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This question already has an answer here:

My daughter and I are dual citizens (US and German). When we book a flight to Germany from the USA, the airline asks for passport details. I understood to use the passport that lets you legally enter. Thing is, it's a round trip so does it matter which one I reserve ticket with?

  • At the US airport counter - show German passports.
  • Exiting Immigration, if checked - show US Passports.
  • Arriving Immigration Germany - show German Passports.
    • My wife is US citizen only, can she use the EU line with us?
  • At German airline check in - show US Passports.
  • Departing Immigration - show German Passport.
  • Arriving Immigration - Show US Passport

Looking for confirmation of above and thought on the online ticket reservation details from anyone who knows or is familiar.

marked as duplicate by Michael Hampton, blackbird, Karlson, Willeke, SpaceDog Jan 12 '16 at 2:18

This question has been asked before and already has an answer. If those answers do not fully address your question, please ask a new question.

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I think you have the basics right. In your case, both passports could let you enter Germany but the US also has a rule that US citizens must use their US passport to enter the country (I think European countries, including Germany, are much less concerned about that).

Since the US uses airline data to replace exit immigration and checks passenger manifests (APIS) of incoming aircraft, I would guess that using your US passport to book the ticket might be required to avoid problems.

You can always show both passports to the airline staff (although they might not even ask for it as US citizens don't need visas to enter Germany) and use your German passport for the German passport check (although I am not even sure that using the local passport is required there), even if the ticket was booked on the US passport.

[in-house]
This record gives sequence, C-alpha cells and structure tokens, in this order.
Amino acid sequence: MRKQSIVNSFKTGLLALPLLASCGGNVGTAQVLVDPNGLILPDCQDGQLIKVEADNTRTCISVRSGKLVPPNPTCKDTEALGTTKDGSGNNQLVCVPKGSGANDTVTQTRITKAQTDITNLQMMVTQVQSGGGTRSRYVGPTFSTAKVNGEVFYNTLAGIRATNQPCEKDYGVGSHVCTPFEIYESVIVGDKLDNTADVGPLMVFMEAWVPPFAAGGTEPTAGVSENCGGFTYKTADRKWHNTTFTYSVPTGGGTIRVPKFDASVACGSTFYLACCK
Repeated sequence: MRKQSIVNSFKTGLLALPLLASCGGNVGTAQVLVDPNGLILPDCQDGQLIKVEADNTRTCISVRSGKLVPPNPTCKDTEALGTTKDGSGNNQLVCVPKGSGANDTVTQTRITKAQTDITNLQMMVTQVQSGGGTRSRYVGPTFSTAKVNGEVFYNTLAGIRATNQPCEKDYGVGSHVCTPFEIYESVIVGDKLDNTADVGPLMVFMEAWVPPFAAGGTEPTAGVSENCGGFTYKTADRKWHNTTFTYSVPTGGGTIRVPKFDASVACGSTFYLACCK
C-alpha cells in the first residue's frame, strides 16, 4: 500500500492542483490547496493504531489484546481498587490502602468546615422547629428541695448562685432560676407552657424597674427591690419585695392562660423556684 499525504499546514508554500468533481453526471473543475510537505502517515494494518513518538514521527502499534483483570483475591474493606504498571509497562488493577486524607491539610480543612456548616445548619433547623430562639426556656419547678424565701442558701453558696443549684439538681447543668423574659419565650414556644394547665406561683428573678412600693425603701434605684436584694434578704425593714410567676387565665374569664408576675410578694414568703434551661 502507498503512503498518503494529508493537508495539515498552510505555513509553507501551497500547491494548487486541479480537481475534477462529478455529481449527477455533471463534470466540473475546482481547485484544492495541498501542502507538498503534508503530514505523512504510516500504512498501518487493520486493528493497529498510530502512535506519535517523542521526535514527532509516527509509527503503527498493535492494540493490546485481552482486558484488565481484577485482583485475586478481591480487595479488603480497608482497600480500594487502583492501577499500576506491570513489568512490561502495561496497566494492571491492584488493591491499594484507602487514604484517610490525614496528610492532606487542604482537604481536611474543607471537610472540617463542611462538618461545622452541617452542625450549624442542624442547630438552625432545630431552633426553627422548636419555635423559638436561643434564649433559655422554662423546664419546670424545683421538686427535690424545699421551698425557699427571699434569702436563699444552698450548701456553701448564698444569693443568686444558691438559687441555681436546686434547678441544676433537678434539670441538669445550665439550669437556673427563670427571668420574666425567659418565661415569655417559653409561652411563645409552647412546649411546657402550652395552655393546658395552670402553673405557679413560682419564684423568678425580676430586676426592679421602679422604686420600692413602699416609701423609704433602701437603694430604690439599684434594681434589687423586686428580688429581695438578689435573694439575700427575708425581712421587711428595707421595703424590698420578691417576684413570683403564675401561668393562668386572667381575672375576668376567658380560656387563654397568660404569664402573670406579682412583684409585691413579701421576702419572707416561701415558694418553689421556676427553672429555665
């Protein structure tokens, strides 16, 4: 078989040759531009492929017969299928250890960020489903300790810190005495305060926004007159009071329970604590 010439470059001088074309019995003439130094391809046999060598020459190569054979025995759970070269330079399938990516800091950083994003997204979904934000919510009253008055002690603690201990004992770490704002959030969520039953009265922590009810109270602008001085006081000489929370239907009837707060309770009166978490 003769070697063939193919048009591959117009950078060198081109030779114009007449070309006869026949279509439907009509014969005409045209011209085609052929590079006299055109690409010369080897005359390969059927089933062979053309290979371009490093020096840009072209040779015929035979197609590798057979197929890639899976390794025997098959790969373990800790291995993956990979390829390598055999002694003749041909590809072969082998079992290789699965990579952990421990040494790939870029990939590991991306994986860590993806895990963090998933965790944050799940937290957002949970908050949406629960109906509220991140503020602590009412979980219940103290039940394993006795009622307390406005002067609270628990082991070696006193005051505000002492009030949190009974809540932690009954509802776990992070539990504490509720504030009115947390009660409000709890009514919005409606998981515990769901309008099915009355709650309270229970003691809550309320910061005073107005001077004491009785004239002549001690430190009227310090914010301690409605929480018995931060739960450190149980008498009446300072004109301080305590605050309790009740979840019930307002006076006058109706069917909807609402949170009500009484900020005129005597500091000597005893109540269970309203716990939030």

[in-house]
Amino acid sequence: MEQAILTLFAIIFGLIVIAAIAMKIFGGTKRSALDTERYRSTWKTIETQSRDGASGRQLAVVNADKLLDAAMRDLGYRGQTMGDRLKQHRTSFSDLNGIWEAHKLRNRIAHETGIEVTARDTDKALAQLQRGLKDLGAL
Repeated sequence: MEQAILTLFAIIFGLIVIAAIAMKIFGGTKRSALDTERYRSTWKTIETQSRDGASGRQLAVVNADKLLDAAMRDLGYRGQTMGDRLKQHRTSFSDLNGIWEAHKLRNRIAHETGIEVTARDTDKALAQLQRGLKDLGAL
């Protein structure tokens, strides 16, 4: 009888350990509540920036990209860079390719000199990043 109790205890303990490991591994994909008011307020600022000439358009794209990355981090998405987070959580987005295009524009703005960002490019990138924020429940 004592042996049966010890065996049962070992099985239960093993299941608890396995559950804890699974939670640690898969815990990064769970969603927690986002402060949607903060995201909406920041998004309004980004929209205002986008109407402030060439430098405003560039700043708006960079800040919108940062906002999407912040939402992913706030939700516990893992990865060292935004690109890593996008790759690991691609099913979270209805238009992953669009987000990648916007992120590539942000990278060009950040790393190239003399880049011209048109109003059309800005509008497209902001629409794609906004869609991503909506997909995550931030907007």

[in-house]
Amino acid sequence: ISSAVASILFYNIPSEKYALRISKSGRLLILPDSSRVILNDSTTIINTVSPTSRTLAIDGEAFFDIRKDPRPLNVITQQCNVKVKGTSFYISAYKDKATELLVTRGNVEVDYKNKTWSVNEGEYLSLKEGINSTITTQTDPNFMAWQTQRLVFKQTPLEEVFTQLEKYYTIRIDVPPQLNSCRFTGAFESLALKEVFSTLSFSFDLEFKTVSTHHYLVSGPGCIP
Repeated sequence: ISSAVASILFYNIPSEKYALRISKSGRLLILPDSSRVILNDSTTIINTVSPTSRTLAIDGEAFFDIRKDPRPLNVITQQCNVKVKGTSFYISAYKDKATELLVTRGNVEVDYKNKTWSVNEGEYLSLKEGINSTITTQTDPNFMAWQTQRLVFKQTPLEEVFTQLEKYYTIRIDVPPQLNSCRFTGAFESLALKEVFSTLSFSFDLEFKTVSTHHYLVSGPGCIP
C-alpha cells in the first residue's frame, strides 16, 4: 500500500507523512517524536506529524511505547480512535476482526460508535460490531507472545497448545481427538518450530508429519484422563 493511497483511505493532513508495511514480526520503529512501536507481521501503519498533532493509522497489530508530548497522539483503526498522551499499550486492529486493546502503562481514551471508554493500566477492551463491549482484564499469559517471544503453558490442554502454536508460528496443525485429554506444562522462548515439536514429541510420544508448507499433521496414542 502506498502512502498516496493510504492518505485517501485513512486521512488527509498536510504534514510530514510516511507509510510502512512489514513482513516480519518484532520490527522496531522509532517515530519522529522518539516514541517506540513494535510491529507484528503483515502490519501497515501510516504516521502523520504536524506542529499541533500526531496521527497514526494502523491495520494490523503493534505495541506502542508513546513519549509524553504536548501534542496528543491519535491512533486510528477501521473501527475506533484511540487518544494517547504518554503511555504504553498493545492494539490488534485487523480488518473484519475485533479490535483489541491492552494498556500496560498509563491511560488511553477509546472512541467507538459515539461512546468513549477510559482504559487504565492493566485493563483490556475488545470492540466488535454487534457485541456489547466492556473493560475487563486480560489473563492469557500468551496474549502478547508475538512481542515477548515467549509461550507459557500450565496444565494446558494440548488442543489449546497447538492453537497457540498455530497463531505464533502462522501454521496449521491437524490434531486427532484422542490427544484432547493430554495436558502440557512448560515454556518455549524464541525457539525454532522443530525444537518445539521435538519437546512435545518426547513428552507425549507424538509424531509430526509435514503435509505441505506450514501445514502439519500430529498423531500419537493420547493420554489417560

Finally, under EU law, relatives (spouse and dependents under the age of 21) who are not EU citizens should only undergo a ‘minimum check’ (i.e. checking the validity of their documents and establishing their identity but not asking questions about purpose, financial means, etc. see article 7 of the Schengen Borders Code) and can use the EU/EEC citizens lane (article 9) if they are travelling with you. But since you are travelling to your country of citizenship (and not to another EU country), you are not formally exercising your rights to free movement within the EU and the rules could theoretically be different.

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    I've been flying out of the US using my non-US passport for the last couple of years, and nobody has ever said anything. The latest entry/exit overstay report (see dhs.gov/news/2016/01/19/…) suggests that this might change, as they are testing systems to match entries and exits using biometrics. – phoog Apr 12 '16 at 22:49
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Here is what I found works best

  1. Book flights with US passports. US is very picky, Germany is not
  2. Check in with US passport (both sides)
  3. Exit and enter the US with US passport (you MUST do this, it's a legal requirement)
  4. In Germany use whatever immigration line is shorter :-)
  • Have you ever had problems caused by using a non-US passport to book a ticket or to check in for a flight departing the US? – phoog Jun 29 '15 at 6:05
  • @phoog No, because I have never done it. US doesn't officially recognized dual citizenship (at least for Germans), they just tolerate it. For all dealings with the US government you must use the US passport. Since any airline flying and and out of the US will interact with the government on your behalf, I would strongly recommend using the US passport for this. – Hilmar Jun 30 '15 at 12:01
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    lately I've been using my Dutch passport instead, to see what happens. So far, nothing. (8 USC 1185 only requires US citizens to "bear" a US passport when entering and leaving, and it is entirely reasonable that I would show a European passport to the airline when flying to Europe, since it gives the airline a stronger guarantee that I will be granted entry.) – phoog Jun 30 '15 at 12:52

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